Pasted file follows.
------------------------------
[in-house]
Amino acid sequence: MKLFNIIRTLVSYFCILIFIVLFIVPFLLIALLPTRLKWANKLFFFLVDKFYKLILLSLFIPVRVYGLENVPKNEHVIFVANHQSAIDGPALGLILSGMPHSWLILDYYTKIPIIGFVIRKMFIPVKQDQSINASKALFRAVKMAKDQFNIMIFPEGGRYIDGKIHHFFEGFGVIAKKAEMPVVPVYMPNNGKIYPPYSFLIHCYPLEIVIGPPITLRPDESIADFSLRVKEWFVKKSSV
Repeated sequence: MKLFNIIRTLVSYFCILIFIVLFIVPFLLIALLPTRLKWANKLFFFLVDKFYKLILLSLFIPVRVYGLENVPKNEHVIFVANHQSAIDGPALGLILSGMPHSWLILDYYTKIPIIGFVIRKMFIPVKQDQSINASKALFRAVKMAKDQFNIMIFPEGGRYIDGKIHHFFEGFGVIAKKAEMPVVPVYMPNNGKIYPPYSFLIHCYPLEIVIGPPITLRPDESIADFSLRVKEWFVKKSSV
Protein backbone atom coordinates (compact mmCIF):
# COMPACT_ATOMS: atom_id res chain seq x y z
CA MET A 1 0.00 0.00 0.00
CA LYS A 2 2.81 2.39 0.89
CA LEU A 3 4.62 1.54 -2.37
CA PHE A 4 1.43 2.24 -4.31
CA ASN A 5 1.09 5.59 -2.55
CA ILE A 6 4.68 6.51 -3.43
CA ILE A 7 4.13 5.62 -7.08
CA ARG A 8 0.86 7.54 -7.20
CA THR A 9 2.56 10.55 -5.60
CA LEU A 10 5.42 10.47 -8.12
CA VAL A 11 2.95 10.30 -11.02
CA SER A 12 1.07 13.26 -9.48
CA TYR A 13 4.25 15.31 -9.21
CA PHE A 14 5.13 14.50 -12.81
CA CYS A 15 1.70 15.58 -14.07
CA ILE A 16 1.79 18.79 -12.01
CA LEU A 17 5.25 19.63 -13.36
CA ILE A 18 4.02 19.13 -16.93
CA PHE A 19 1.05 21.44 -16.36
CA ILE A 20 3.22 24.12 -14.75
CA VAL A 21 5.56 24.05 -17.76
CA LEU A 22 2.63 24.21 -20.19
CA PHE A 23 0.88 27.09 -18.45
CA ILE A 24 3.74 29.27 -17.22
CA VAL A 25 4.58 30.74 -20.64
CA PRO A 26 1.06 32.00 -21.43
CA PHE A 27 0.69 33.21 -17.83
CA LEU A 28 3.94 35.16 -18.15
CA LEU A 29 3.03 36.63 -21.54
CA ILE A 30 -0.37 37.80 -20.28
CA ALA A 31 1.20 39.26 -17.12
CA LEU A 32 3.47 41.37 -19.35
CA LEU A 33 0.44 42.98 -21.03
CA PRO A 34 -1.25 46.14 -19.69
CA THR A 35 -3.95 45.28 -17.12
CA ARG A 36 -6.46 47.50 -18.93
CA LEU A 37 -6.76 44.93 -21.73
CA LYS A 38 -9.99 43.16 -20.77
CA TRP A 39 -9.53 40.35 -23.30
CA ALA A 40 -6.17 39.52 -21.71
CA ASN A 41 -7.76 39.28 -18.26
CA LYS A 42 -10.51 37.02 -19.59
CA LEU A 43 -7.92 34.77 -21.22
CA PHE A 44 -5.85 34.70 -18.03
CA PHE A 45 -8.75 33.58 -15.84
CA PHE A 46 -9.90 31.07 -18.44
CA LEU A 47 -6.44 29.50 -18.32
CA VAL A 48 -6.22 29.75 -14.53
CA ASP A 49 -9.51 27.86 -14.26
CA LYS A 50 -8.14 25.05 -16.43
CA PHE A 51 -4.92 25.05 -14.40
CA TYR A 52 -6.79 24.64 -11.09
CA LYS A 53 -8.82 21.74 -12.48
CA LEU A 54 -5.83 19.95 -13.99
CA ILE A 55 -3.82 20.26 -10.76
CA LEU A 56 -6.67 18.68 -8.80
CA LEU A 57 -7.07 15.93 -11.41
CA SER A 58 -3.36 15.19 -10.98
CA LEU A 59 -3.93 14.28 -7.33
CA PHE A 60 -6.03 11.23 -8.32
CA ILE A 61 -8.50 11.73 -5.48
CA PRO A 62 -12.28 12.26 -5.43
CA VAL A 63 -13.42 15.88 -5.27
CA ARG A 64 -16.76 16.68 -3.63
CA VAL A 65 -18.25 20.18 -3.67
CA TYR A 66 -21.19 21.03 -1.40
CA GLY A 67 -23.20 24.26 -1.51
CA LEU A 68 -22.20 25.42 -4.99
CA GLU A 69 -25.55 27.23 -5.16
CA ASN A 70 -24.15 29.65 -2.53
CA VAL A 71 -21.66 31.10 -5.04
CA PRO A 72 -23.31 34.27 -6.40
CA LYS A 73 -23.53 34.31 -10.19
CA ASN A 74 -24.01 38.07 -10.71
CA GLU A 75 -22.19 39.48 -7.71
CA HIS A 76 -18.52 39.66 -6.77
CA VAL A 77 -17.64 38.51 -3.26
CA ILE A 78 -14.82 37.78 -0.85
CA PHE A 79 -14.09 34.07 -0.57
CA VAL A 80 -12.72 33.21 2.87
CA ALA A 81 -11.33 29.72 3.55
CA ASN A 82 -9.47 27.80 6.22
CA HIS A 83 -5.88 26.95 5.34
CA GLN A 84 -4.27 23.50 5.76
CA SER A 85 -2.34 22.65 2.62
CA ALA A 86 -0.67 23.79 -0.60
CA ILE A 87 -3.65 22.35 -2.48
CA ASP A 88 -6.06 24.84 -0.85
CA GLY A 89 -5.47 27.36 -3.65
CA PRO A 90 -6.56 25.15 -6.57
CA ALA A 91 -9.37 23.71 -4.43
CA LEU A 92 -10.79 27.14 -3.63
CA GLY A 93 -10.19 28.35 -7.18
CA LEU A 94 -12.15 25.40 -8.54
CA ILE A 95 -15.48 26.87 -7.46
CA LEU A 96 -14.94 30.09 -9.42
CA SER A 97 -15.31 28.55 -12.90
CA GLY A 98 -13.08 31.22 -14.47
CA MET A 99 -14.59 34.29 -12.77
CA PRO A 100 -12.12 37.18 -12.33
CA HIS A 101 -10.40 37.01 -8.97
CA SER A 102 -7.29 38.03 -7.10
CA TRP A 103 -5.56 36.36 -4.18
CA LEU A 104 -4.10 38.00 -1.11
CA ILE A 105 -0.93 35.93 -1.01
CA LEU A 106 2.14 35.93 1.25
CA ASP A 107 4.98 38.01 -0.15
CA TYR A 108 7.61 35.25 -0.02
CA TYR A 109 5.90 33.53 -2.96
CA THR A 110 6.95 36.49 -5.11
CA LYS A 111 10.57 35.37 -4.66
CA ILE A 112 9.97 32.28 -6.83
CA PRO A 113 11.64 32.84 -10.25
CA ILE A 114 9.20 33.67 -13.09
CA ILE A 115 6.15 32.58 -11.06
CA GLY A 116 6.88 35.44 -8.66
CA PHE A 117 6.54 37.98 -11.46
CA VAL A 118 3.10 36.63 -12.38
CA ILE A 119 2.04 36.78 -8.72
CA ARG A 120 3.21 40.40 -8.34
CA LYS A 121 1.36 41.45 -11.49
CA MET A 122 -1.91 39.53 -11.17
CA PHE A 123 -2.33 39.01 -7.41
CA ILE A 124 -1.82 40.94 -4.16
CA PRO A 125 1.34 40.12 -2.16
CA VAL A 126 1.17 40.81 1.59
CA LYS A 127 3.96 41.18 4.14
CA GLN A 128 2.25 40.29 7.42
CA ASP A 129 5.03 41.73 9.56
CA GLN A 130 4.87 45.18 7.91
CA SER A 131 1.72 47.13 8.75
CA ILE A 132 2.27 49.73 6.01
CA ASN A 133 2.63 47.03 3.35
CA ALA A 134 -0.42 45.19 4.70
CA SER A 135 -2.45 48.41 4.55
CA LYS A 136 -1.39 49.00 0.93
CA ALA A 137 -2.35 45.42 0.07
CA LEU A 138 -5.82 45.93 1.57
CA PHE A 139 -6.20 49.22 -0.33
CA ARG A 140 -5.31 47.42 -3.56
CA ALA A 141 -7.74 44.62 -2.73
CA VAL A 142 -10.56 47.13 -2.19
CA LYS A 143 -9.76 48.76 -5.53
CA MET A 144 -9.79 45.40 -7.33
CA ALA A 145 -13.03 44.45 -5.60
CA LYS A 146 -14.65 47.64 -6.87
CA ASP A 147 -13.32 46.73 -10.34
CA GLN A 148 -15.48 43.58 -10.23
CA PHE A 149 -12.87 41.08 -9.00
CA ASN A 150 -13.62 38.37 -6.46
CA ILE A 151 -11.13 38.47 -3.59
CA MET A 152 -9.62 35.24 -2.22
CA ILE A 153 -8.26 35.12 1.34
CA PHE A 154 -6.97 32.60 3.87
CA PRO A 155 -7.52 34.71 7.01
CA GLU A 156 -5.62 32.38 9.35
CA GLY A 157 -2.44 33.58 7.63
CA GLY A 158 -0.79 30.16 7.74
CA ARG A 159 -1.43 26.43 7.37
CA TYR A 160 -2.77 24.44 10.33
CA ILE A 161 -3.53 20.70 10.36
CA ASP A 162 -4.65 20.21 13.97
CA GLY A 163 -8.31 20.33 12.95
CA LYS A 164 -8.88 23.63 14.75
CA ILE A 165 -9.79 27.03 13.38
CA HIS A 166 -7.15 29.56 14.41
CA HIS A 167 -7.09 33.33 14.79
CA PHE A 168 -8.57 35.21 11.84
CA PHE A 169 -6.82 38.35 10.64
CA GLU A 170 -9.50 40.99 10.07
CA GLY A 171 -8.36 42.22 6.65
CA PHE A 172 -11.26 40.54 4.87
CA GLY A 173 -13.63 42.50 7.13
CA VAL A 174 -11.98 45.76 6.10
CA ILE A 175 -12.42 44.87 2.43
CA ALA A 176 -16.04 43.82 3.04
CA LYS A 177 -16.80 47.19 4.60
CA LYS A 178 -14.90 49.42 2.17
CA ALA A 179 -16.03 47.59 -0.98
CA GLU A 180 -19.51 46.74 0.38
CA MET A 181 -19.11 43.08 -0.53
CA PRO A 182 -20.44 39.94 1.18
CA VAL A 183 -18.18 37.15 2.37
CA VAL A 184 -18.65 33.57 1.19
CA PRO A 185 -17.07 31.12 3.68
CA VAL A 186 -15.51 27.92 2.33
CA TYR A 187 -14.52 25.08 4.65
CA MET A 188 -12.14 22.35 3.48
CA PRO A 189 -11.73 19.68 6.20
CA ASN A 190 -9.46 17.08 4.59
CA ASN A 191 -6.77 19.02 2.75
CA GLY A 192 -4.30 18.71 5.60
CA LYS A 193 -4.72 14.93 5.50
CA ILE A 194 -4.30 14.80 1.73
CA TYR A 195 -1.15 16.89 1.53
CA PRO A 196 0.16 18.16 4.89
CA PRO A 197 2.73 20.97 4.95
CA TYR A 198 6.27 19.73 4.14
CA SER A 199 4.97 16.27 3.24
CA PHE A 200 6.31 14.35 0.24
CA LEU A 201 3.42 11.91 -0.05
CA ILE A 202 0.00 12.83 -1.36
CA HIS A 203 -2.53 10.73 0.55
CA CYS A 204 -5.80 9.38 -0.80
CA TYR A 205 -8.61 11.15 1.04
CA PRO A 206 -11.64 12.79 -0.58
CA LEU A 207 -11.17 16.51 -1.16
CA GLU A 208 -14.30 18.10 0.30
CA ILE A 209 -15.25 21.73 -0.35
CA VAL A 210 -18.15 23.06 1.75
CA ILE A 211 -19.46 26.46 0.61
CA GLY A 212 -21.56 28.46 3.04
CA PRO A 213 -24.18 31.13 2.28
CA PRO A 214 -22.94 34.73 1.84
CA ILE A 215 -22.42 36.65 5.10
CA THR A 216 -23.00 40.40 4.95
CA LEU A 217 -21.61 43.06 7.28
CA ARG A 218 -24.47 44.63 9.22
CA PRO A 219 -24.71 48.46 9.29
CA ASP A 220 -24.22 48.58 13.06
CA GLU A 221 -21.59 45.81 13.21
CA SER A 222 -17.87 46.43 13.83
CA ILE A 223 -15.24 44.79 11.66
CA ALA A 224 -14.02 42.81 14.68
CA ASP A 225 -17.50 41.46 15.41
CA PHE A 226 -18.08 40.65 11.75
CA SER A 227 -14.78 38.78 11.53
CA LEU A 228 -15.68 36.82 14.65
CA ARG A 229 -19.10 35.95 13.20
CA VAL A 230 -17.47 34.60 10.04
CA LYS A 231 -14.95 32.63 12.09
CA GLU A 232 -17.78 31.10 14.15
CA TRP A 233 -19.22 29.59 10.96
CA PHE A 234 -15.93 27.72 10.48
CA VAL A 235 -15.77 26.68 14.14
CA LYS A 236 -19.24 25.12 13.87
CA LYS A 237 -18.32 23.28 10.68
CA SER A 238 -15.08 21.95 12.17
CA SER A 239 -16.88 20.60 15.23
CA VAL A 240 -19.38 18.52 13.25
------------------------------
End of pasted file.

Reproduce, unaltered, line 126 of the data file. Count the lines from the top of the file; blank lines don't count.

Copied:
CA LYS A 121 1.36 41.45 -11.49